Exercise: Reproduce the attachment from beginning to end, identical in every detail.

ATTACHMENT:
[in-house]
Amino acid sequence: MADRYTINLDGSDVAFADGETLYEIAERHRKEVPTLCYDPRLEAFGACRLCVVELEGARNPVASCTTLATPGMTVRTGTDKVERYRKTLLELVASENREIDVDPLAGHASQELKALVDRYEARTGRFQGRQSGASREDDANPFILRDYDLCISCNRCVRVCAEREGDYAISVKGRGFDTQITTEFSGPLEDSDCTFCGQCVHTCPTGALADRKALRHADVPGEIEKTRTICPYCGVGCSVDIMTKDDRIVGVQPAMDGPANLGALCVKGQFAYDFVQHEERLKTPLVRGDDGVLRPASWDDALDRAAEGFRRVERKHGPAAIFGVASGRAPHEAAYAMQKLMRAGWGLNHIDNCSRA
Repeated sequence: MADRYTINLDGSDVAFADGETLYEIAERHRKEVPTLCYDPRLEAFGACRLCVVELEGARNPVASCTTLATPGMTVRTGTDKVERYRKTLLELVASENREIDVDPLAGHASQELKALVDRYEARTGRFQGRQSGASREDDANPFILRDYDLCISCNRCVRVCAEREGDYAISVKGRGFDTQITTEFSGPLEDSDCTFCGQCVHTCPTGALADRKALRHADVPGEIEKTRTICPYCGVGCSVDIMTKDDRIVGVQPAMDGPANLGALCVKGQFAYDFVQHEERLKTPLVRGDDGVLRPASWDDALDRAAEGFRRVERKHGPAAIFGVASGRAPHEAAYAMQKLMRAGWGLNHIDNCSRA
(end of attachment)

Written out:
[in-house]
Amino acid sequence: MADRYTINLDGSDVAFADGETLYEIAERHRKEVPTLCYDPRLEAFGACRLCVVELEGARNPVASCTTLATPGMTVRTGTDKVERYRKTLLELVASENREIDVDPLAGHASQELKALVDRYEARTGRFQGRQSGASREDDANPFILRDYDLCISCNRCVRVCAEREGDYAISVKGRGFDTQITTEFSGPLEDSDCTFCGQCVHTCPTGALADRKALRHADVPGEIEKTRTICPYCGVGCSVDIMTKDDRIVGVQPAMDGPANLGALCVKGQFAYDFVQHEERLKTPLVRGDDGVLRPASWDDALDRAAEGFRRVERKHGPAAIFGVASGRAPHEAAYAMQKLMRAGWGLNHIDNCSRA
Repeated sequence: MADRYTINLDGSDVAFADGETLYEIAERHRKEVPTLCYDPRLEAFGACRLCVVELEGARNPVASCTTLATPGMTVRTGTDKVERYRKTLLELVASENREIDVDPLAGHASQELKALVDRYEARTGRFQGRQSGASREDDANPFILRDYDLCISCNRCVRVCAEREGDYAISVKGRGFDTQITTEFSGPLEDSDCTFCGQCVHTCPTGALADRKALRHADVPGEIEKTRTICPYCGVGCSVDIMTKDDRIVGVQPAMDGPANLGALCVKGQFAYDFVQHEERLKTPLVRGDDGVLRPASWDDALDRAAEGFRRVERKHGPAAIFGVASGRAPHEAAYAMQKLMRAGWGLNHIDNCSRA